Calendering (rolling) of plastics at high speeds produces blistering and peeling which are attributed to a combination of uneven temperature distribution, and effect of temperature on the physical properties of the material. In this paper the problem is examined by studying the calendering of a viscous liquid in some detail. It is shown that a thermal boundary-layer effect exists of such magnitude as to account for formation of blisters. An example is given using typical calendering dimensions and physical properties of a plastic, which yields a thermal boundary-layer thickness of the order of depth of the blisters as observed. These data furnish further qualitative confirmation to the physical argument.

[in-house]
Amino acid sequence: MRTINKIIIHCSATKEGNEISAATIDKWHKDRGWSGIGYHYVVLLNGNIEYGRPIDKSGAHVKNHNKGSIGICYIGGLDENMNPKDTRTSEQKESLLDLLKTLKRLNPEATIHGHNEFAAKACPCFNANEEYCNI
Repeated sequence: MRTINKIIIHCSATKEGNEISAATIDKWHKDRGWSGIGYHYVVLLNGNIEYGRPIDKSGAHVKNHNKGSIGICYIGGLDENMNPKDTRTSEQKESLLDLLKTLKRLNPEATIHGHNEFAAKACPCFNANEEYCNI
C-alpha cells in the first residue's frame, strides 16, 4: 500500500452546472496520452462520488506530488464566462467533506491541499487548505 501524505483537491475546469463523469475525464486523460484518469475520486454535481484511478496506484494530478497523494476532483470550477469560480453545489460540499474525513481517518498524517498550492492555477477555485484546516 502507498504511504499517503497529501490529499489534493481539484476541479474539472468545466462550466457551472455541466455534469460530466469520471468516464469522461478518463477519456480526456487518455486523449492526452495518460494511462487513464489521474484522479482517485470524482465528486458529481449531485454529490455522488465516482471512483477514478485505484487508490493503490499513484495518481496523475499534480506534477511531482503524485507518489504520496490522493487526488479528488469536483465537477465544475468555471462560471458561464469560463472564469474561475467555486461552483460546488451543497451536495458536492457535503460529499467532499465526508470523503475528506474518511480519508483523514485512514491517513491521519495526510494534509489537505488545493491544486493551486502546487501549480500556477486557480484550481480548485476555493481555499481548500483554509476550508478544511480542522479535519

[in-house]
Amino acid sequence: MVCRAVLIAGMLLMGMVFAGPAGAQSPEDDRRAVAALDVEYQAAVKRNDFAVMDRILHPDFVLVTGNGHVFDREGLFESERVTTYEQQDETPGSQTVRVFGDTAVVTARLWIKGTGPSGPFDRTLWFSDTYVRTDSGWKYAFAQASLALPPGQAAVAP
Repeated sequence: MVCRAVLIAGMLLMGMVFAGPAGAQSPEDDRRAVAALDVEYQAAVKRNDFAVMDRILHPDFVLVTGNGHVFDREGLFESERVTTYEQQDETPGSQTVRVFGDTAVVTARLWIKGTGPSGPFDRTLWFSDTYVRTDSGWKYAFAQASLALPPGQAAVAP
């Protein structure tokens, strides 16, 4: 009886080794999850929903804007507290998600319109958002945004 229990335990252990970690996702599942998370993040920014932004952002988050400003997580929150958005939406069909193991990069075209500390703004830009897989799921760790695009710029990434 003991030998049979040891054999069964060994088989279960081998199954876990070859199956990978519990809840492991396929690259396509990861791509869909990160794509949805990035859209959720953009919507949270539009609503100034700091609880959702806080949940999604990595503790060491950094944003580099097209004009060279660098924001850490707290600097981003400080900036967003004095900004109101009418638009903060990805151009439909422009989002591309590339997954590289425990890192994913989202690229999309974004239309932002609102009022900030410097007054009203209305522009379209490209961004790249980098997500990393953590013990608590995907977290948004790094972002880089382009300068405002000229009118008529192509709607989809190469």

This content is only available via PDF.
You do not currently have access to this content.